More accurate calculations that take into consideration the true operating conditions of a specific facility can be performed using the methods outlined in IEEE Standard 1584. The more accurate the analysis, the more likely that proper preventive measures can be taken. The incident energy exposure level associated with a specific task, for example, determines the type of PPE an electrician needs to wear while working on equipment.
IEEE Standard 1584 establishes nine steps in the analysis process:
Collect system and installation data.
Determine modes of operation.
Determine bolted fault current.
Determine arc fault current.
Find protective device characteristic and arc duration.
Document system voltages and equipment class.
Select working distances.
Calculate incident energy.
Calculate the flash protection boundary.
Calculations made using these guidelines are more likely to be accurate because they're based on a large number of tests. When installation data is known, the spreadsheet calculations are easy. Results can also be easily modified for variations of circuit layouts or changes in working conditions. The disadvantages of these guidelines are that they require detailed equipment specifications and operating characteristics and the use of a computer or good calculating skills.
The guidelines provide a number of shortcuts that provide quick calculation for low-voltage circuit breakers, including MCCBs, ICCBs, and LVPCBs. These shortcuts don't require detailed time current characteristics, but are meant to represent any manufacturer's equipment. They apply to thermal-magnetic, magnetic only, and electronic trip units.
No substitute for safety.
It isn't possible to overstate the importance of establishing an electrical safety program. Arc flash is a serious hazard that can be devastating to those exposed to it. It can also cause lengthy downtime to repair or replace severely damaged equipment.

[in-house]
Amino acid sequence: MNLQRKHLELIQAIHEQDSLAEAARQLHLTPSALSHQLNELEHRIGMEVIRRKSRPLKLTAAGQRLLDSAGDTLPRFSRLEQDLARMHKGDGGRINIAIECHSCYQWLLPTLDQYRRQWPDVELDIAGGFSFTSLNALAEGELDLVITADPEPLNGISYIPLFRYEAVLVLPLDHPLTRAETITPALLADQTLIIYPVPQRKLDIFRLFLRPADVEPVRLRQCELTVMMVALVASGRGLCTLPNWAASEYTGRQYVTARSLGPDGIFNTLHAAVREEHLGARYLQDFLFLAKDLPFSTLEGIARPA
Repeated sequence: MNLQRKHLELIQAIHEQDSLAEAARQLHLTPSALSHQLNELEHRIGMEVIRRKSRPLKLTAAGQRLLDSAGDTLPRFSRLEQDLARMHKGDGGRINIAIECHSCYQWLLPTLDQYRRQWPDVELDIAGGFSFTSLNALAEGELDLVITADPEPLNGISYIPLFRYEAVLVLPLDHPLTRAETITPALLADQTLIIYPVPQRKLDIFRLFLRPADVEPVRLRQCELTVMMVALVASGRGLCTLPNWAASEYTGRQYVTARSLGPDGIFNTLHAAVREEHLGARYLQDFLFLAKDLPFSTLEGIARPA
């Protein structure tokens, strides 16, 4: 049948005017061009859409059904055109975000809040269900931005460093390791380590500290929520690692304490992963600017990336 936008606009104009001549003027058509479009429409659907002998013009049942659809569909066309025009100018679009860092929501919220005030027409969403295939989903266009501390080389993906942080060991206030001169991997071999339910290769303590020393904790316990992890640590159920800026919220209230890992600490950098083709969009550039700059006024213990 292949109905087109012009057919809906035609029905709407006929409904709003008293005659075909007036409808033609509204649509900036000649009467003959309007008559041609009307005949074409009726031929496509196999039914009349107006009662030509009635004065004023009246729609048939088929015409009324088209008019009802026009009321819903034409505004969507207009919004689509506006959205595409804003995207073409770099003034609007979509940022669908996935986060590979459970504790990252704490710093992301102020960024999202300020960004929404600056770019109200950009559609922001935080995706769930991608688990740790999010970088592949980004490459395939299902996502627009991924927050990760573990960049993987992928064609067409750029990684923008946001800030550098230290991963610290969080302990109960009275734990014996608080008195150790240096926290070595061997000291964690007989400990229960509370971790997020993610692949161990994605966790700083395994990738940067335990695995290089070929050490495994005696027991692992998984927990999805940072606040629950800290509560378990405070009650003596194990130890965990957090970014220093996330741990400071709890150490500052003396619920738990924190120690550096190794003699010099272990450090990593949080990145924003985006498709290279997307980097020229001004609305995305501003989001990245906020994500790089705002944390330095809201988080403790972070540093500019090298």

The requirements of NFPA 70E can help plant and facility managers and other users of electricity to understand how to reduce the probability of an arc flash event and its effects. The seriousness of these hazards is demonstrated by stepped-up efforts by OSHA to ensure compliance with new industry standards, which can help reduce workplace injuries, prevent damage to equipment, and increase uptime for any company.
Gregory is the manager of industry standards-circuit protection of Square D/Schneider Electric in Cedar Rapids, Iowa.
Sidebar; An Arc Flash Defined
Think of an arc flash as a short circuit through the air. In an arc flash incident, an enormous amount of concentrated radiant energy explodes outward from electrical equipment, creating pressure waves that can damage a person's hearing, a high-intensity flash that can damage their eyesight, and a superheated ball of gas that can severely burn a worker's body and melt metal. The pressure waves can also send loose material like pieces of damaged equipment, tools, and other objects flying through the air.